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Barron’s Focus on Funds: Asset Managers Should Impose Capacity Constraints

Article Link: http://blogs.barrons.com/focusonfunds/2016/06/07/ab-ceo-kraus-active-managers-should-impose-capacity-constraints-to-boost-performance/

Summary

  • In a recent interview, the CEO of AllianceBernstein Holding, Peter Kraus, told Bloomberg that he believes the entire active management industry has grown too large and may need to shrink by one-third if active managers want to beat industry benchmarks.
  • He comments that assets in actively-managed products grew significantly for an extended period of time without much restraint and the subsequent performance of active managers (relative to their benchmarks) largely disappointed.
  • He attributes the poor subsequent performance to the actively-managed portion of the asset management industry being too large and the diversification of holdings as active managers see an increase in the amount of assets under management. He believes the combination of those two factors has led to a decrease in the ability of active managers to produce the good results that contributed to the growth in assets in the first place.
  • Kraus believes that every active manager should place capacity constraints on themselves.

Our Take

  • Although Kraus spoke in generalities about the active management industry that were admittedly guesses, we agree with his underlying point. At the individual portfolio level, extreme asset growth or “asset bloat” impairs the ability of an active manager to beat its benchmark.
  • We have witnessed the negative impacts of “asset bloat” in a number of actively-managed products over our careers. Eventually “asset bloat” tends to force active managers to adjust how they manage their portfolio and the securities they select for the portfolio. This may include changes such as increasing the number of holdings, reducing the percentage of assets invested in their highest conviction ideas, extending the time frame to enter or exit a position or increasing the market-capitalization of companies they target for inclusion in the portfolio.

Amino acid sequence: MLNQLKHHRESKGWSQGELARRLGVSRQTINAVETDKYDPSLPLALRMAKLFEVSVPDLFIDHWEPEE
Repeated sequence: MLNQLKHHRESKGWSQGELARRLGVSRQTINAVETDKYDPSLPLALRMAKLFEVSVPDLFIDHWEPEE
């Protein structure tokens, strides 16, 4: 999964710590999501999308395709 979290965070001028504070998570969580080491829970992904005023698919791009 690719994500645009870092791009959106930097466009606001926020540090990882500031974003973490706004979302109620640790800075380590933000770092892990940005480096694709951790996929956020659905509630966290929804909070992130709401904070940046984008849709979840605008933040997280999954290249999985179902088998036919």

• In our experience, there isn’t a simple threshold where assets under management becomes too large. However, the amount of assets that an active manager can effectively manage without suffering from “asset bloat” can be understood through an analysis of their investment process, the market segment in which they invest and the underlying portfolio characteristics. For example, an equity manager with $10 billion in assets that focuses on large- and mega-cap equities would most likely be able to invest that level of assets with minimal impact on its intended portfolio structure.  However, if an equity manager with that same $10 billion in assets focused on small- and micro-cap stocks, it would have to significantly expand the number of equity holdings in its portfolio. Without an expansion in the number of holdings, it would be hard to establish meaningful positions in companies without greatly impacting liquidity, among a number of other factors.
  • We have a strong belief that “asset bloat” can adversely impact future returns. As a result, it is one of many factors that we closely monitor for our recommended asset managers. If we determine that a manager has taken on too many assets to manage its portfolio effectively and as originally designed, we will recommend that the manager be sold.
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